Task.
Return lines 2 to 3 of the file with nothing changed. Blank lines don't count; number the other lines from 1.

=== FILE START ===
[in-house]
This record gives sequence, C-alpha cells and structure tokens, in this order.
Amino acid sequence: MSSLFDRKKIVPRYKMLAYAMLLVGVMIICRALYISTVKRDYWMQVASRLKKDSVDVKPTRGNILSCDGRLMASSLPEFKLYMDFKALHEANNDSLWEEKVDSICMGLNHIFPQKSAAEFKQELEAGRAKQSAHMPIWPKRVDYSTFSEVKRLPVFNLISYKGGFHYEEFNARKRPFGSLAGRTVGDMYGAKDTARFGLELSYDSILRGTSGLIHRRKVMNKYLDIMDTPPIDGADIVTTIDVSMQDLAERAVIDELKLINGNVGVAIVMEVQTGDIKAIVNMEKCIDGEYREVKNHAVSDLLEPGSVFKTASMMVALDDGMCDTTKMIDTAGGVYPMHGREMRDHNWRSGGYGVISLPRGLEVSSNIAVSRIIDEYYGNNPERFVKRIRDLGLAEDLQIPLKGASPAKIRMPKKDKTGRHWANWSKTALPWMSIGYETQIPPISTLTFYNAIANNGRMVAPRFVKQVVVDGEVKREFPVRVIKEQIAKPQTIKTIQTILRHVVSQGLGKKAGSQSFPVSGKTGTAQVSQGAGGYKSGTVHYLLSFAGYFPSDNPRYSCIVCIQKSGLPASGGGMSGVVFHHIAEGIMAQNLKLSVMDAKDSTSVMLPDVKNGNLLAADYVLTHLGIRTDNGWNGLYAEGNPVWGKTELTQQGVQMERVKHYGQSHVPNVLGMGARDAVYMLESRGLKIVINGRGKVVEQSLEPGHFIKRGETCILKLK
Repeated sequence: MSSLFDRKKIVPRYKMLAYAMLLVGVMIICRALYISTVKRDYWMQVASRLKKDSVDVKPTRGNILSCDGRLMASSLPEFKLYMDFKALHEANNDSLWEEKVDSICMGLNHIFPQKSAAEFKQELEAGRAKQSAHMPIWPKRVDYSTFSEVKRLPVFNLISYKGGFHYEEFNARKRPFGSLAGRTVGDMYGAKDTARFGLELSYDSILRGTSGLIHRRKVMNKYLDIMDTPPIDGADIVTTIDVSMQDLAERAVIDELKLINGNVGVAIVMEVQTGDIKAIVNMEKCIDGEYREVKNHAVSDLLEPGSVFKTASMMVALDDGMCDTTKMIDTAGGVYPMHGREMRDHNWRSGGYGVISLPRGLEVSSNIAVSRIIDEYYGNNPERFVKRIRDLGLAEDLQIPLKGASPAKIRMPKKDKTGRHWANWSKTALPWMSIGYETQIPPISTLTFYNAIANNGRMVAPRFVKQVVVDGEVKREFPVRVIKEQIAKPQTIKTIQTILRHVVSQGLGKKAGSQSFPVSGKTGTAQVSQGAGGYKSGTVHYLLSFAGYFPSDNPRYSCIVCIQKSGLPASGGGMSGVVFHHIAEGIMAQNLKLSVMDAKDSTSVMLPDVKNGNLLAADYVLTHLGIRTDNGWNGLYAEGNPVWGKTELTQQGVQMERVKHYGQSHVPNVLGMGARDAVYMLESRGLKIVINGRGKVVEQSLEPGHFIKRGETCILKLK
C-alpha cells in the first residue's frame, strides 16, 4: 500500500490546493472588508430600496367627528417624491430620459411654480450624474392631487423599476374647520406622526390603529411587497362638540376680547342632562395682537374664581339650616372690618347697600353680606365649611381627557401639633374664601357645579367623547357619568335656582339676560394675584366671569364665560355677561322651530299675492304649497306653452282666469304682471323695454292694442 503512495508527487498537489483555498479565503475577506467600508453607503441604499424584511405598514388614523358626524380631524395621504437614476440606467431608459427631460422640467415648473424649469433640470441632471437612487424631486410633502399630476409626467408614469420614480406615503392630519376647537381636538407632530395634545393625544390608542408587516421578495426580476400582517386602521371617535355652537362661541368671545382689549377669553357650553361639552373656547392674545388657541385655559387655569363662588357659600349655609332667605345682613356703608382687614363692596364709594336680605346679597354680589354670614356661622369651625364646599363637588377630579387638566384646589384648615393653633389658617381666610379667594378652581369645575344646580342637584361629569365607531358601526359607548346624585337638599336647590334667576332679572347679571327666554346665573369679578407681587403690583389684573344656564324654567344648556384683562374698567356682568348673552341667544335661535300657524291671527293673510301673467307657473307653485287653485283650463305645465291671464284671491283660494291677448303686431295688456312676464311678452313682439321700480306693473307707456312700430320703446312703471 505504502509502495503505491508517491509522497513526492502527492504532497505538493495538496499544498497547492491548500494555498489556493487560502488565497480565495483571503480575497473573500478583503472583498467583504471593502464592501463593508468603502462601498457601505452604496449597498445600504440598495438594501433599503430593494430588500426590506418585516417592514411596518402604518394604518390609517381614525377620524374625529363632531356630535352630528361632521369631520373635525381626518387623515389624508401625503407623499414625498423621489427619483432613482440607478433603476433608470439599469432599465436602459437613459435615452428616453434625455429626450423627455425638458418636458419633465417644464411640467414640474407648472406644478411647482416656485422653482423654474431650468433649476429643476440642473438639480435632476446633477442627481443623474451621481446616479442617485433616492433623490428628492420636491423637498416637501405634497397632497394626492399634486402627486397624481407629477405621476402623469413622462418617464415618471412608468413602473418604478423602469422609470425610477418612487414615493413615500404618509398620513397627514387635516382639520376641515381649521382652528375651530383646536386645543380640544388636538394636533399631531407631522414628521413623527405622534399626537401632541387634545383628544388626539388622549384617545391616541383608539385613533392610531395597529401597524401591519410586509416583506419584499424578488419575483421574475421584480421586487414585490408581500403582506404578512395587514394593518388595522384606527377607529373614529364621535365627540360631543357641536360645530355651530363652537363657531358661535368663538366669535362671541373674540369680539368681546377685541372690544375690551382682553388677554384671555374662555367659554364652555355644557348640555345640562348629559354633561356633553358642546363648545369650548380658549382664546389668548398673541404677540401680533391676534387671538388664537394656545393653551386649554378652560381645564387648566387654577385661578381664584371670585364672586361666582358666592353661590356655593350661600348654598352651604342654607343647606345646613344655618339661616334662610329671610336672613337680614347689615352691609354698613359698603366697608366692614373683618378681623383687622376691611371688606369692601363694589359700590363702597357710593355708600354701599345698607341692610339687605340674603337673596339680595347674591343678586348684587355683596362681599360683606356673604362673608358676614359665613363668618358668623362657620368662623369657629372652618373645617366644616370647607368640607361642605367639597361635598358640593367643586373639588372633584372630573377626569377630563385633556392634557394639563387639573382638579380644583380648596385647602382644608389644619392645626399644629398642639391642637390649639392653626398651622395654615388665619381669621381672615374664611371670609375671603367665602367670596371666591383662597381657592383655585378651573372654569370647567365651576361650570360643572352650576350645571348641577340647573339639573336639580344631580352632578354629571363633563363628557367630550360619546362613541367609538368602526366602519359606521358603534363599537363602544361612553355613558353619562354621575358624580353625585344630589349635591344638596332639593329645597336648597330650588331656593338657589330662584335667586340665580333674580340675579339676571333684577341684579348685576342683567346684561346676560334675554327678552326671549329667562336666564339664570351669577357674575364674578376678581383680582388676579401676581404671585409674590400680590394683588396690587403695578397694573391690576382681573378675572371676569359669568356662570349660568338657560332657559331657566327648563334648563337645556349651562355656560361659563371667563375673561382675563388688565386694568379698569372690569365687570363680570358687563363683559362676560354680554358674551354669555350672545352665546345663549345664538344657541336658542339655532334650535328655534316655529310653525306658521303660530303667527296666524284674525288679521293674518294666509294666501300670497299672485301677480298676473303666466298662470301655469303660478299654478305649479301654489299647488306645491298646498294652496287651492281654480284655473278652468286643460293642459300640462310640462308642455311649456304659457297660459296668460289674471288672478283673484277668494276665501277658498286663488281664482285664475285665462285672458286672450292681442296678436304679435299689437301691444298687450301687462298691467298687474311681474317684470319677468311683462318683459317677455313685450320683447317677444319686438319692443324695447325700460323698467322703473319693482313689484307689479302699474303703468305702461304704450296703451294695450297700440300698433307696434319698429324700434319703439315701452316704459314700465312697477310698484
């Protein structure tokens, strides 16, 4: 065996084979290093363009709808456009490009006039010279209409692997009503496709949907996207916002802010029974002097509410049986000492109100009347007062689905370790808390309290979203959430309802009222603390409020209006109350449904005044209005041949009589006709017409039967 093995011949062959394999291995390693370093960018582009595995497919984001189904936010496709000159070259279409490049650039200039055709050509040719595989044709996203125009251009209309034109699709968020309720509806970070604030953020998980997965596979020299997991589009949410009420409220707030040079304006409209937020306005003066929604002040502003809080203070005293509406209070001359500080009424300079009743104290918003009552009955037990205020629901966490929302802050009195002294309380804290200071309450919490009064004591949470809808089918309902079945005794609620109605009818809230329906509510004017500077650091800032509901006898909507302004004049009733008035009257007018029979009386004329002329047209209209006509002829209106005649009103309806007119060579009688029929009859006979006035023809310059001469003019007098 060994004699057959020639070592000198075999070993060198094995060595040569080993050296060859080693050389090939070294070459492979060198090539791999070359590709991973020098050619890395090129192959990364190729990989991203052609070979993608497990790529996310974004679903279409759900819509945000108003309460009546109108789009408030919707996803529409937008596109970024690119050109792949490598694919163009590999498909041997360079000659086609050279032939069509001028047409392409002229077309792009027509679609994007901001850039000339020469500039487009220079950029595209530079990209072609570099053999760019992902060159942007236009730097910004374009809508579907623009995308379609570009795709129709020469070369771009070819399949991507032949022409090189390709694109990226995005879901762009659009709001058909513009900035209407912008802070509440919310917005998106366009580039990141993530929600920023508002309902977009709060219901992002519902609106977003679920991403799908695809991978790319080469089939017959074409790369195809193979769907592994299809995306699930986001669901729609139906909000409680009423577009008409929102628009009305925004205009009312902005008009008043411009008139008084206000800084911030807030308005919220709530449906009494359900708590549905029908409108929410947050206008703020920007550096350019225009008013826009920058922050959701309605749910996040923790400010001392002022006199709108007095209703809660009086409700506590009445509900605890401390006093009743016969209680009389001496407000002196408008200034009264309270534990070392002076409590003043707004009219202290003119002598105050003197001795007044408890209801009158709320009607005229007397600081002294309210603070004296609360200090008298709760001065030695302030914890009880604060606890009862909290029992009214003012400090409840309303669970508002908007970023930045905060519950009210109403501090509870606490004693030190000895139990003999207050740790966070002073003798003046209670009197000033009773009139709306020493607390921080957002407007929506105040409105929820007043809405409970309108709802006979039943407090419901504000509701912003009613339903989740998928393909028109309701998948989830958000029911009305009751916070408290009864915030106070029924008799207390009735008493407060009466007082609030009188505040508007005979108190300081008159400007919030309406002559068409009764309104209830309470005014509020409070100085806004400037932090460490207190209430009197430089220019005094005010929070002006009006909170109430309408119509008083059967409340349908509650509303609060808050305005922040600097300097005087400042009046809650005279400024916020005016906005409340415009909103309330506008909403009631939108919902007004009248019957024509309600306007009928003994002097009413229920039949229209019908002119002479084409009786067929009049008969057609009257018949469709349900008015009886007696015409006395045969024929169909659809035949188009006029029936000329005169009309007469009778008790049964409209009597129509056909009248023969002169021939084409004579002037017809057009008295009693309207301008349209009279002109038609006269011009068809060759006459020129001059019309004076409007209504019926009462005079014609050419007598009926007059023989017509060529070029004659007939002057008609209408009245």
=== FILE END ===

This record gives sequence, C-alpha cells and structure tokens, in this order.
Amino acid sequence: MSSLFDRKKIVPRYKMLAYAMLLVGVMIICRALYISTVKRDYWMQVASRLKKDSVDVKPTRGNILSCDGRLMASSLPEFKLYMDFKALHEANNDSLWEEKVDSICMGLNHIFPQKSAAEFKQELEAGRAKQSAHMPIWPKRVDYSTFSEVKRLPVFNLISYKGGFHYEEFNARKRPFGSLAGRTVGDMYGAKDTARFGLELSYDSILRGTSGLIHRRKVMNKYLDIMDTPPIDGADIVTTIDVSMQDLAERAVIDELKLINGNVGVAIVMEVQTGDIKAIVNMEKCIDGEYREVKNHAVSDLLEPGSVFKTASMMVALDDGMCDTTKMIDTAGGVYPMHGREMRDHNWRSGGYGVISLPRGLEVSSNIAVSRIIDEYYGNNPERFVKRIRDLGLAEDLQIPLKGASPAKIRMPKKDKTGRHWANWSKTALPWMSIGYETQIPPISTLTFYNAIANNGRMVAPRFVKQVVVDGEVKREFPVRVIKEQIAKPQTIKTIQTILRHVVSQGLGKKAGSQSFPVSGKTGTAQVSQGAGGYKSGTVHYLLSFAGYFPSDNPRYSCIVCIQKSGLPASGGGMSGVVFHHIAEGIMAQNLKLSVMDAKDSTSVMLPDVKNGNLLAADYVLTHLGIRTDNGWNGLYAEGNPVWGKTELTQQGVQMERVKHYGQSHVPNVLGMGARDAVYMLESRGLKIVINGRGKVVEQSLEPGHFIKRGETCILKLK